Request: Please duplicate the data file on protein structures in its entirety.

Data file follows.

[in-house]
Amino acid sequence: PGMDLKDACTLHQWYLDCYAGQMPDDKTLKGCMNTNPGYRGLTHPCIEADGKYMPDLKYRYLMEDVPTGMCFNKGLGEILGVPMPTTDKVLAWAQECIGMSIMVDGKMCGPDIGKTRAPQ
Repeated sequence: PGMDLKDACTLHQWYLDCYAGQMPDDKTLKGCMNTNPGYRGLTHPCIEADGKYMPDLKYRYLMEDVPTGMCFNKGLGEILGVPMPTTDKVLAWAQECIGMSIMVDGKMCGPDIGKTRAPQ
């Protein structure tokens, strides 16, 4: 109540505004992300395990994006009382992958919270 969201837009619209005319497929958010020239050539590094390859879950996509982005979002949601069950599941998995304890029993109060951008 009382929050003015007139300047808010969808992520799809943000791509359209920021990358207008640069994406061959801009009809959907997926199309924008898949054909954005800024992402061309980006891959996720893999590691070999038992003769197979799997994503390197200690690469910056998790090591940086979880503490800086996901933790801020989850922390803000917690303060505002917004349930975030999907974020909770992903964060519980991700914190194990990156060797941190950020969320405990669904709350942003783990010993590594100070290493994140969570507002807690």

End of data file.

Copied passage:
[in-house]
Amino acid sequence: PGMDLKDACTLHQWYLDCYAGQMPDDKTLKGCMNTNPGYRGLTHPCIEADGKYMPDLKYRYLMEDVPTGMCFNKGLGEILGVPMPTTDKVLAWAQECIGMSIMVDGKMCGPDIGKTRAPQ
Repeated sequence: PGMDLKDACTLHQWYLDCYAGQMPDDKTLKGCMNTNPGYRGLTHPCIEADGKYMPDLKYRYLMEDVPTGMCFNKGLGEILGVPMPTTDKVLAWAQECIGMSIMVDGKMCGPDIGKTRAPQ
């Protein structure tokens, strides 16, 4: 109540505004992300395990994006009382992958919270 969201837009619209005319497929958010020239050539590094390859879950996509982005979002949601069950599941998995304890029993109060951008 009382929050003015007139300047808010969808992520799809943000791509359209920021990358207008640069994406061959801009009809959907997926199309924008898949054909954005800024992402061309980006891959996720893999590691070999038992003769197979799997994503390197200690690469910056998790090591940086979880503490800086996901933790801020989850922390803000917690303060505002917004349930975030999907974020909770992903964060519980991700914190194990990156060797941190950020969320405990669904709350942003783990010993590594100070290493994140969570507002807690």